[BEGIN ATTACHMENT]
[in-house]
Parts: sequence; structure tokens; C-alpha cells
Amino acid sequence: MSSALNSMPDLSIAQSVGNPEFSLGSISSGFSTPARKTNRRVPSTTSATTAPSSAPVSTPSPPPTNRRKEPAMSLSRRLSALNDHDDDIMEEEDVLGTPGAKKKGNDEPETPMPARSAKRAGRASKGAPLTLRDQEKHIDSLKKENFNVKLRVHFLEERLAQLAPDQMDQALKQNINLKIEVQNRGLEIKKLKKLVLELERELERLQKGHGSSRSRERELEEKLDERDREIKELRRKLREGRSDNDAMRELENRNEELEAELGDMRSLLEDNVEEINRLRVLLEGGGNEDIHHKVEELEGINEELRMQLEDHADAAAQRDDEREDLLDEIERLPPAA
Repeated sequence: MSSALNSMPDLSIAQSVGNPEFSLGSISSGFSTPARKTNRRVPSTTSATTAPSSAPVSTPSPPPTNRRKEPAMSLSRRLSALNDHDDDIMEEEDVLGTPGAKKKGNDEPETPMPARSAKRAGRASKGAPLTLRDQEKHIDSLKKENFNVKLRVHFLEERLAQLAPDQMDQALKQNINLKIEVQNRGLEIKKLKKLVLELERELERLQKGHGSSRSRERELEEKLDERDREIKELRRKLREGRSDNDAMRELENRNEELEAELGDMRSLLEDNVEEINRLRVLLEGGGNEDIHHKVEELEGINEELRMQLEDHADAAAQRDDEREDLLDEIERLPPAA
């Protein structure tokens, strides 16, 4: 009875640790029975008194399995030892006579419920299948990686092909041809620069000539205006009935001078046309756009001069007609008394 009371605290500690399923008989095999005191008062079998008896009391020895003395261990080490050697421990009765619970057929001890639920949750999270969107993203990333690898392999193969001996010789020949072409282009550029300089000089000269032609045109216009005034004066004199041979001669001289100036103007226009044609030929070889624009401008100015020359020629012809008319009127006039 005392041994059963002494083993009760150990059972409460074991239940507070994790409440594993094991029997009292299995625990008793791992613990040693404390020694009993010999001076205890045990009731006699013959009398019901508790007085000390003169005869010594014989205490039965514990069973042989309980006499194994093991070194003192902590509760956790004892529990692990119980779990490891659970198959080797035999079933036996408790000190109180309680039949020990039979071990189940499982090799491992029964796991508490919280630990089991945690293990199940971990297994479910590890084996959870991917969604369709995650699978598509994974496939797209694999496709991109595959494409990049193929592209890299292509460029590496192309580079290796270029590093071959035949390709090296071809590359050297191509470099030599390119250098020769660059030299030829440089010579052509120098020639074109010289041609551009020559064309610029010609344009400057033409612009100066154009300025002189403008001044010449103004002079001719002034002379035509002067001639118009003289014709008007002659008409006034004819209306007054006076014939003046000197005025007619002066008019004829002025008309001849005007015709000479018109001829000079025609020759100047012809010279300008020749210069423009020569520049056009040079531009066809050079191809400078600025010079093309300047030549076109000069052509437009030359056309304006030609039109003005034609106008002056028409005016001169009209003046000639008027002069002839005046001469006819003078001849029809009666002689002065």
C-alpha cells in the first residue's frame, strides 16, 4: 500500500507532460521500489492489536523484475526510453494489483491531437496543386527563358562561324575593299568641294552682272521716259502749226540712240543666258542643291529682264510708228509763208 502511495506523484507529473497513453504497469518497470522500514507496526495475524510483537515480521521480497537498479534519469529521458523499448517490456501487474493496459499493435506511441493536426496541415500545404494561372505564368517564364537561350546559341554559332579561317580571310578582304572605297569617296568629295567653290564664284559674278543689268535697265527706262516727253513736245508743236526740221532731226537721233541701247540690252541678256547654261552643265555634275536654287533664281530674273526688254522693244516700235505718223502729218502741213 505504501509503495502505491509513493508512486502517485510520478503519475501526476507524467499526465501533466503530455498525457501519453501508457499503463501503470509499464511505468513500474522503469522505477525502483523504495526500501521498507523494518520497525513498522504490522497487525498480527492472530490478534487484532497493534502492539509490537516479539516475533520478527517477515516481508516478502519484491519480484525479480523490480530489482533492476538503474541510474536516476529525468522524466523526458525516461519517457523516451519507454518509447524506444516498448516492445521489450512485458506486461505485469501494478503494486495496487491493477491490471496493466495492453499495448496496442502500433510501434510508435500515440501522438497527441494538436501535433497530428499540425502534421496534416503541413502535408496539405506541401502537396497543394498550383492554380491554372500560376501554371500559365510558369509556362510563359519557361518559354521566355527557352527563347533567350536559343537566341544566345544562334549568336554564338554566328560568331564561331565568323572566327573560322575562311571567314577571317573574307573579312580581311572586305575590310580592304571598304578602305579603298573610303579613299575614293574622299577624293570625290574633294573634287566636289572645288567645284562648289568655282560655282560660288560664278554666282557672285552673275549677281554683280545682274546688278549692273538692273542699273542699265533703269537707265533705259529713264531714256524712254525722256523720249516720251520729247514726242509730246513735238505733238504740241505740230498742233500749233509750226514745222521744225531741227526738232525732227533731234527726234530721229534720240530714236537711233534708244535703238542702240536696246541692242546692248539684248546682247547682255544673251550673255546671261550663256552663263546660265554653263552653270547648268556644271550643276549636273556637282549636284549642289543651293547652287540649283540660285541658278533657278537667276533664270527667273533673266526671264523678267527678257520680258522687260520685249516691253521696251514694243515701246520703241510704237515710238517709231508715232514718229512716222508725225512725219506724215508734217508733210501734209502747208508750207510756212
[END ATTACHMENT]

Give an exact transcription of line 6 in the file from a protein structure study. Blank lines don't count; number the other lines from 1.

C-alpha cells in the first residue's frame, strides 16, 4: 500500500507532460521500489492489536523484475526510453494489483491531437496543386527563358562561324575593299568641294552682272521716259502749226540712240543666258542643291529682264510708228509763208 502511495506523484507529473497513453504497469518497470522500514507496526495475524510483537515480521521480497537498479534519469529521458523499448517490456501487474493496459499493435506511441493536426496541415500545404494561372505564368517564364537561350546559341554559332579561317580571310578582304572605297569617296568629295567653290564664284559674278543689268535697265527706262516727253513736245508743236526740221532731226537721233541701247540690252541678256547654261552643265555634275536654287533664281530674273526688254522693244516700235505718223502729218502741213 505504501509503495502505491509513493508512486502517485510520478503519475501526476507524467499526465501533466503530455498525457501519453501508457499503463501503470509499464511505468513500474522503469522505477525502483523504495526500501521498507523494518520497525513498522504490522497487525498480527492472530490478534487484532497493534502492539509490537516479539516475533520478527517477515516481508516478502519484491519480484525479480523490480530489482533492476538503474541510474536516476529525468522524466523526458525516461519517457523516451519507454518509447524506444516498448516492445521489450512485458506486461505485469501494478503494486495496487491493477491490471496493466495492453499495448496496442502500433510501434510508435500515440501522438497527441494538436501535433497530428499540425502534421496534416503541413502535408496539405506541401502537396497543394498550383492554380491554372500560376501554371500559365510558369509556362510563359519557361518559354521566355527557352527563347533567350536559343537566341544566345544562334549568336554564338554566328560568331564561331565568323572566327573560322575562311571567314577571317573574307573579312580581311572586305575590310580592304571598304578602305579603298573610303579613299575614293574622299577624293570625290574633294573634287566636289572645288567645284562648289568655282560655282560660288560664278554666282557672285552673275549677281554683280545682274546688278549692273538692273542699273542699265533703269537707265533705259529713264531714256524712254525722256523720249516720251520729247514726242509730246513735238505733238504740241505740230498742233500749233509750226514745222521744225531741227526738232525732227533731234527726234530721229534720240530714236537711233534708244535703238542702240536696246541692242546692248539684248546682247547682255544673251550673255546671261550663256552663263546660265554653263552653270547648268556644271550643276549636273556637282549636284549642289543651293547652287540649283540660285541658278533657278537667276533664270527667273533673266526671264523678267527678257520680258522687260520685249516691253521696251514694243515701246520703241510704237515710238517709231508715232514718229512716222508725225512725219506724215508734217508733210501734209502747208508750207510756212